A couple of weeks ago, I flew halfway across the country to attend a Christian conference. At these sorts of events, emotions and passions run high, people who have leadership skills finally commit to being in the ministry, people who lack leadership skills finally commit to being in the ministry, challenges are made, couples break up, women find their Prince Charmings, and men find their Proverbs 31 wives. Basically, big decisions and new realizations are made – perfect fodder for a blog post. One particularly emotional night, I sat down with a girl I barely knew and poured out my heart to her regarding a big decision that’s been on my mind. She said to me, “You’ve said a lot of about what you think, so it seems like you might be relying a bit too much on your own thinking and understanding. What sort of advice did you get?” I didn’t know what to tell her exactly – the advice I’d gotten hadn’t been extremely specific. That’s not to say it wasn’t helpful, quite the contrary, but that the conclusion wasn’t necessarily more clear after I’d asked for advice. It was a difficult decision and the right answer wasn’t clear. This made me realize that there are two ways to give advice.
The first way is to simply tell someone what to do. The adviser listens and comes to a conclusion on what the other person should do, and then says it. This sort of advice can be helpful at times, and is probably the most common advice. This is the type of advice that Eliphaz the Temanite gives in Job 22:21, “Submit to God and be at peace with him; in this way prosperity will come to you. Accept instruction from his mouth and lay up his words in your heart. If you return to the Almighty, you will be restored….”
Who wouldn’t give that advice? Submitting to God seems like a fine thing to do! Yet then in Job 42:7 God says, “My anger burns against you and against your two friends, for you have not spoken of me what is right, as my servant Job has.” Eliphaz and his friends are missing something important, even though much of their advice seems sound.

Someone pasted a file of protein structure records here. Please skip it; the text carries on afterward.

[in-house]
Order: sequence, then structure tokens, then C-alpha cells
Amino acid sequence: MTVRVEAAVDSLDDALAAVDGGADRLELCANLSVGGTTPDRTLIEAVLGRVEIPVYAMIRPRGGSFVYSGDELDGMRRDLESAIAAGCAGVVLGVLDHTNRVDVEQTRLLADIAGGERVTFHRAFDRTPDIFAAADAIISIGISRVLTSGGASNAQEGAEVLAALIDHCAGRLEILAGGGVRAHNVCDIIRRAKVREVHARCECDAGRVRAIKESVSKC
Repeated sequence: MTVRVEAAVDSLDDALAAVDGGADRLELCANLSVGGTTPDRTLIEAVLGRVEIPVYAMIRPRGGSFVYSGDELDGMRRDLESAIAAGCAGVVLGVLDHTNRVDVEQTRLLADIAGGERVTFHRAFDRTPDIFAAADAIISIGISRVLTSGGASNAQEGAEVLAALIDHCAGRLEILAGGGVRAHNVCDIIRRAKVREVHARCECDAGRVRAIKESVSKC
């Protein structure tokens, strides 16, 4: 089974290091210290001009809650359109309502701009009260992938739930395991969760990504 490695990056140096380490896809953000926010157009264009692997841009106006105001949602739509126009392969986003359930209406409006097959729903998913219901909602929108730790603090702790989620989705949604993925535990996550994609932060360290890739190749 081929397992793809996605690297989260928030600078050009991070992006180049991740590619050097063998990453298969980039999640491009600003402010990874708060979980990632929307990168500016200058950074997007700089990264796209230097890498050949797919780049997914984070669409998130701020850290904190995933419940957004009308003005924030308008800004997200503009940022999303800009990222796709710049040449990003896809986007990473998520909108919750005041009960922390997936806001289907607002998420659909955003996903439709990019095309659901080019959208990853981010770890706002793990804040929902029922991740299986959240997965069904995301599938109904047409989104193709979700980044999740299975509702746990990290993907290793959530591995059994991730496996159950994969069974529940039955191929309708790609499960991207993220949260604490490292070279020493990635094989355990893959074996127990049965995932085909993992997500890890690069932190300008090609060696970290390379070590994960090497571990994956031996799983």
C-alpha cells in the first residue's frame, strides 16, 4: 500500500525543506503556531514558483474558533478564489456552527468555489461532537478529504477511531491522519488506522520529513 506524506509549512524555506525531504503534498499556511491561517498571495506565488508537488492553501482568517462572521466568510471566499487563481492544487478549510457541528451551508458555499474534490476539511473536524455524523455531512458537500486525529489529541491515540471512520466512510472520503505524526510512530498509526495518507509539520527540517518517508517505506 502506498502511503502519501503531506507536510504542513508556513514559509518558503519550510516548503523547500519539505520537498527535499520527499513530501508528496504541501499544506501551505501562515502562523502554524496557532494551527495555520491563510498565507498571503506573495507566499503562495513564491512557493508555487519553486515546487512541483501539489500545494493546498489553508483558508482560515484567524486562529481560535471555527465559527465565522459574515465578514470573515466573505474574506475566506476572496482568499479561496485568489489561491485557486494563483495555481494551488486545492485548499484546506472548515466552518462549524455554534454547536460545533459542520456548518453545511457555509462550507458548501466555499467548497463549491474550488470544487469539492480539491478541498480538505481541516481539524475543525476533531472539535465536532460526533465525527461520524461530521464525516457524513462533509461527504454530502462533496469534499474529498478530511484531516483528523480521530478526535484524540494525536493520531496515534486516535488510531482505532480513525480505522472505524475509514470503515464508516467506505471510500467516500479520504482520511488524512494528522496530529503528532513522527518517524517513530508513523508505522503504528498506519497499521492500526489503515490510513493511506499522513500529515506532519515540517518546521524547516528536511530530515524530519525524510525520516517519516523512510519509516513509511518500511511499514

Sometimes sort of advice isn’t that helpful anyway: it might work when everybody gives you the same answer, but that’s rarely the case. A few of the people you talk to will say, “yes” and others will say “no,” so you can’t please everybody all at once. More importantly, no two situations are identical – what was successful in the life of the adviser might not work for someone else. Christianity is not a one-size fits all system; we follow the spirit not the letter of the law. Yet there is a danger in presuming to know what is the best path for someone else.
This is why it is often better to take the second approach to advice. Rather than telling someone specifically what to do, one can suggest certain facts or perspectives to consider. That’s the sort of advice that I received about my big decision: people asked, “have you considered this? ” or they told me “you should remember that.” This type of advice is helpful because it reveals the thought process behind a decision. It gently reminds someone of important considerations that might sway their decision, without trying to decide for them. It acknowledges and trusts the good judgment of the one asking the advice.
Most importantly, giving advice this way leaves open the opportunity for consideration without condemnation. In the first case, if a person ends up not taking the advice (which is invariably bound to happen because often advisers offer conflicting opinions), the adviser can feel offended, wondering why they were even asked for their opinion. Of course, an adviser may not know of other circumstances that have arisen or be aware of what suggestions other counselors gave. There is less room for offense with the second method.
We must always remember to ask others for guidance, for “a wise man listens to advice” (Proverbs 12:15). Yet we should also be mindful of how we give that advice. As J.R.R. Tolkien put it, through the mouth of the elf Gildor, “Advice is a dangerous gift, even from the wise to the wise, and all courses may run ill.” Then again, maybe we shouldn’t listen; Tolkien also told us, “Do not go to the elves for counsel, for they will say both yes and no.”